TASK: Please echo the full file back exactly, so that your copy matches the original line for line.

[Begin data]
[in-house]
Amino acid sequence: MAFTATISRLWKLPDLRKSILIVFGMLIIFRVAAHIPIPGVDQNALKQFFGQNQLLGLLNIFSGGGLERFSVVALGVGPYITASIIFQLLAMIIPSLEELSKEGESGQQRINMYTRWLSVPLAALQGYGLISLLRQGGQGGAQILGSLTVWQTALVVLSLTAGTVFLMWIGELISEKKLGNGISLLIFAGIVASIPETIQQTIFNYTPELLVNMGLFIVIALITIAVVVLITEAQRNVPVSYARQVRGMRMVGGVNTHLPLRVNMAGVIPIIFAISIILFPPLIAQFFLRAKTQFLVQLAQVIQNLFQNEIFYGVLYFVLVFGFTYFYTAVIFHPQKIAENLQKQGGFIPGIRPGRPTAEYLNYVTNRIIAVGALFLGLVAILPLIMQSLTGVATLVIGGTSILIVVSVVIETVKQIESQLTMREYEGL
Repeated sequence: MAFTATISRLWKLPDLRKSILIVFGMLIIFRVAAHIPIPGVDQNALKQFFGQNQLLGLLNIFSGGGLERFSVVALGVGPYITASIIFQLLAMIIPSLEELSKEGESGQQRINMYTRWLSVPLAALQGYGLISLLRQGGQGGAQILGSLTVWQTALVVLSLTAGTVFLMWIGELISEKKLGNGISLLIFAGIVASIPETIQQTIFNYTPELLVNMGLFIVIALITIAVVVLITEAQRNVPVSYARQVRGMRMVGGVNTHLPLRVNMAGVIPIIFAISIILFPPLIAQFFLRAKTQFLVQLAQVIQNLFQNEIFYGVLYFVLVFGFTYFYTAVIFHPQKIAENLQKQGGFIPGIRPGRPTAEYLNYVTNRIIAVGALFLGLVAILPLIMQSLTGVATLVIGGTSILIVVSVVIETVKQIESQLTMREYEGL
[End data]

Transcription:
[in-house]
Amino acid sequence: MAFTATISRLWKLPDLRKSILIVFGMLIIFRVAAHIPIPGVDQNALKQFFGQNQLLGLLNIFSGGGLERFSVVALGVGPYITASIIFQLLAMIIPSLEELSKEGESGQQRINMYTRWLSVPLAALQGYGLISLLRQGGQGGAQILGSLTVWQTALVVLSLTAGTVFLMWIGELISEKKLGNGISLLIFAGIVASIPETIQQTIFNYTPELLVNMGLFIVIALITIAVVVLITEAQRNVPVSYARQVRGMRMVGGVNTHLPLRVNMAGVIPIIFAISIILFPPLIAQFFLRAKTQFLVQLAQVIQNLFQNEIFYGVLYFVLVFGFTYFYTAVIFHPQKIAENLQKQGGFIPGIRPGRPTAEYLNYVTNRIIAVGALFLGLVAILPLIMQSLTGVATLVIGGTSILIVVSVVIETVKQIESQLTMREYEGL
Repeated sequence: MAFTATISRLWKLPDLRKSILIVFGMLIIFRVAAHIPIPGVDQNALKQFFGQNQLLGLLNIFSGGGLERFSVVALGVGPYITASIIFQLLAMIIPSLEELSKEGESGQQRINMYTRWLSVPLAALQGYGLISLLRQGGQGGAQILGSLTVWQTALVVLSLTAGTVFLMWIGELISEKKLGNGISLLIFAGIVASIPETIQQTIFNYTPELLVNMGLFIVIALITIAVVVLITEAQRNVPVSYARQVRGMRMVGGVNTHLPLRVNMAGVIPIIFAISIILFPPLIAQFFLRAKTQFLVQLAQVIQNLFQNEIFYGVLYFVLVFGFTYFYTAVIFHPQKIAENLQKQGGFIPGIRPGRPTAEYLNYVTNRIIAVGALFLGLVAILPLIMQSLTGVATLVIGGTSILIVVSVVIETVKQIESQLTMREYEGL